• Drink beverages through a straw or straw cup.

Blowing

  • Blowing bubbles.
  • Using blow pens.
  • Blow a feather.
  • Use a party horn.
  • Pinwheels.
  • Blow up balloons.
  • Using any instrument that requires blowing.
  • Blowing ping pong balls.
  • Using whistles or a kazoo.
  • Blow cotton balls or pom poms using a straw.

Sensory Diet Oral Motor

  • Use a straw to blow paint.
  • Blow out candles.
  • Whistling.

Chewy, crunchy, sour, hot, cold Foods ~ I have included different candies in this list. We very strictly limit sugar intake with our kids since it just isn’t good for them. I would be especially cautious with a sensory kiddo who tends to get hyped up.

  • Gummy bears or worms.
  • Bubblegum.
  • Taffy.
  • Lemon wedges.
  • Radishes.
  • Grapefruit.
  • Popsicle.
  • Frozen grapes.
  • Dried cereal.
  • Raisins.
  • Bagels.
  • Ice chips.
  • Graham crackers.
  • Toast.
  • Chips.
  • Soft pretzels.
  • Nuts.
  • Apples.
  • Carrots.
  • Peanut butter.
  • Swedish fish.
  • Jju gummy.
  • Chewy sweet tart minis.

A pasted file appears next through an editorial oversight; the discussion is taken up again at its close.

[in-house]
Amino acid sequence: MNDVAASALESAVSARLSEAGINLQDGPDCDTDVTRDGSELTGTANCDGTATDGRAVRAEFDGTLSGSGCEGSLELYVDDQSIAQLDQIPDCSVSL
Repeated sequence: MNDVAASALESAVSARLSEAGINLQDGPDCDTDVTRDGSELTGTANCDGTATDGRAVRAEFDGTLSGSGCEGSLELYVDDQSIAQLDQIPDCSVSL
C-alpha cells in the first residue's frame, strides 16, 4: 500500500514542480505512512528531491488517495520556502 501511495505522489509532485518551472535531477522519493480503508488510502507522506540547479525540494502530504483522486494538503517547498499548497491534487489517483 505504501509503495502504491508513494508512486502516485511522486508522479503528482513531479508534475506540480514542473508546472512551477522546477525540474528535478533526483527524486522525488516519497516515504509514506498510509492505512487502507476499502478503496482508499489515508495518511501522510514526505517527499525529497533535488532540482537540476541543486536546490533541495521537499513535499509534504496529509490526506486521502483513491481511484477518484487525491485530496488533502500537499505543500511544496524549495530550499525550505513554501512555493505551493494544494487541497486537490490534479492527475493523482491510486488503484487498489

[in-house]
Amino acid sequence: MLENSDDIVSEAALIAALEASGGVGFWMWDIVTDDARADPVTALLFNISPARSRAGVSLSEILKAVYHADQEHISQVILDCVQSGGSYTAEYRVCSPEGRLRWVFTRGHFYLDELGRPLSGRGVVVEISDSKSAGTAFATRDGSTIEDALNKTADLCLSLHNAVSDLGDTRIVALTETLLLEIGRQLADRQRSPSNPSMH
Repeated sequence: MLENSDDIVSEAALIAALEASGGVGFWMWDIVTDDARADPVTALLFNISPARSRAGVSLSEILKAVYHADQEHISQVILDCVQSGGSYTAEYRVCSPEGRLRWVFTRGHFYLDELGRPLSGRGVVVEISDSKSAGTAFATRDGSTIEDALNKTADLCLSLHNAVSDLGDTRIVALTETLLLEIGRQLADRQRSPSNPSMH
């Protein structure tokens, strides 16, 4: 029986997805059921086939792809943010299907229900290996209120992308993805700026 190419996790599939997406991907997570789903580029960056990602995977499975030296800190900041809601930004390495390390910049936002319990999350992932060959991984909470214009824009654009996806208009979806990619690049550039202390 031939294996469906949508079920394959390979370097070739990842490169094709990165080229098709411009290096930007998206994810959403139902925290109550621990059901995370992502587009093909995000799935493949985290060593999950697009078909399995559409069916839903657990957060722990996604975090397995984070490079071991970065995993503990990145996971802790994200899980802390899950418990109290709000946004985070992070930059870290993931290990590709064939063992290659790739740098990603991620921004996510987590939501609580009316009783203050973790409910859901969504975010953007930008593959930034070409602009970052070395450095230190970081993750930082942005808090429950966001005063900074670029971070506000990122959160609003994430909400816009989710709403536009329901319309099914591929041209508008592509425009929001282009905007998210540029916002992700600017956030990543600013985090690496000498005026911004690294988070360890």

• Twizzlers.
  • Crunchy pretzels.
  • Starbursts.
  • Animal crackers.
  • Beef Jerky.
  • Marshmallows,
  • Oranges.
  • Mentos.
  • Chewy caramels.
  • Popcorn.
  • Tootsie Rolls.
  • Mike and Ikes.
  • Celery with or without peanut butter.
  • Dried fruit.
  • Now and laters.
  • Fruit leathers.
  • Dates.
  • Chewy sprees.
  • Jujyfruits.
  • Sausage sticks.
  • Sour patch kids.

Misc. Chew Toys

 

Sensory Diet ~ Proprioception

Proprioceptive input aka heavy work it informs us of where our body is in space. Ways that you will know if your child has issues with this area would be they crash into walls, objects, people, etc. These are the kids that are always full of excessive energy. They always break things you might say a bull in a china shop. These kids may appear uncoordinated and clumsy.

By helping children who have issues with their proprioceptive system you can help the children increase attention, they can sleep better, modulate their arousal levels, and decrease defensiveness. As I’m sure you can imagine just helping them in this one area can be an amazing help to the child and their family.

  • Weighted Vests.
  • Deep Pressure Tank Top.
  • Burrito wrap.
  • Steam roller.
  • Vacuum.
  • Weighted Lap Pads.
  • Pushing or pulling a toy shopping cart.
  • Bubble wrap popping.
  • Using moon shoes.
  • Temperature Regulating Sheets. We have a set of these sheets that have been simply amazing for our son. He has major issues with being too hot all the time, but especially when he was sleeping. These actually keep him cool. They also keep kids warm if they are too cold. It is a patented technology made by NASA.
  • Cooling Pillow.
  • Playing leap frog or wheelbarrow walking.
  • Pushing or carrying a laundry basket.
  • Pillow fight.
  • Monkey bars.
  • Weighted Blankets.

Sensory diet Proprioceptive

Sensory diet Proprioceptive